Democratic Senator Kirsten Gillibrand (D-NY) authored legislation Wednesday that would prohibit foreign nationals from donating to local referenda and ballot initiatives, just months after federal regulators said the practice was permissible.
The Stop Foreign Interference in Ballot Measures Act, as reported by Axios, “would amend the prohibition on foreign national donations to U.S. political campaigns to include state and local ballot initiatives.”
“Gillibrand’s bill would close what good government advocates call a glaring loophole in federal election laws allowing foreign nationals to bankroll efforts to reshape state and local laws,” the outlet added.
The bill, which is only two pages, amends the Federal Election Campaign Act of 1971’s definition of election to include state or local ballot initiatives. Under the current law, which excluded such referenda, the Federal Election Commission ruled over the summer that bans on donations to domestic political campaigns did not apply to ballot committees.
“The FEC’s ruling that foreign donors can fund U.S. ballot measure campaigns is chilling,” Gillibrand said. “They shouldn’t have a say in our laws. I’m joining @RepKatiePorter to introduce a bill to close this loophole and stop foreign donors from influencing our democracy.”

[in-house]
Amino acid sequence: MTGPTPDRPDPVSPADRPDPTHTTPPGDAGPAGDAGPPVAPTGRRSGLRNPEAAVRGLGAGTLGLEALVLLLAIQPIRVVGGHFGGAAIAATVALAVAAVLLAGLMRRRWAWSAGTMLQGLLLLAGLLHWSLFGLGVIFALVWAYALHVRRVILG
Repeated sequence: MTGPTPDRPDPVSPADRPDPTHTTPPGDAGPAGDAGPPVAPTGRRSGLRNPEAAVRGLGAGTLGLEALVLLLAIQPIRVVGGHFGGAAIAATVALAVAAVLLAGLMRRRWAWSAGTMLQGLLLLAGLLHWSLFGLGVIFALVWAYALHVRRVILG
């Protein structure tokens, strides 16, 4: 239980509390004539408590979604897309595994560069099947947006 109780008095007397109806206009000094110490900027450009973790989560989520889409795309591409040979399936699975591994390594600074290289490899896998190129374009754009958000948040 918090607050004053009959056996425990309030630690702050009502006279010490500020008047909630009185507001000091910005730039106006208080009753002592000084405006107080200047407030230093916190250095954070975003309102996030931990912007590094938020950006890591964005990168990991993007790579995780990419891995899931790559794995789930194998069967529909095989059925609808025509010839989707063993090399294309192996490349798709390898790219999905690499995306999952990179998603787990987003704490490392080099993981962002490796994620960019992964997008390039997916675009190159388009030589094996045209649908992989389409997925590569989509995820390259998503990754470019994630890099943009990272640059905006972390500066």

Senator Marco Rubio (R-FL) said that he plans to introduce his own legislation closing the loophole. “Foreign nationals should not be able to engage in America’s democratic process,” said the Florida Republican. “We must do everything we can to protect the votes of American citizens.”
“It is illegal for foreign nationals to donate to political candidates, parties, and committees,” said Rubio in a statement Wednesday. “I will soon introduce legislation to extend that commonsense protection of our political process to ballot initiatives and other referendums.”
The proposed legislation comes on the heels of an Axios report detailing a ruling by the FEC which allowed foreign nationals to contribute to ballot initiatives. As The Daily Wire previously reported:
The decision came on the heels of a controversial case in Montana over hard rock mining in 2018. During a citizen-generated effort to ban the process, proponents of the initiative argued that a Canadian company shouldn’t have been allowed to give money to opponents of the measure. The Canadian company was a subsidiary of Sandfire Resources, an Australian firm.
In the 4-2 decision, the Federal Election Commission (FEC) “dismisses the allegations that Sandfire and Sandfire NL violated” U.S. law “by making prohibited foreign national donations.”
While the Commission noted that foreign funding had been given to the opposition to the hard rock mining ban, it said that the ballot measure was not an election.
“Under these circumstances and consistent with the relevant court and agency precedents construing the foreign national prohibition, the Commission declines to further pursue this matter,” the Commission explained.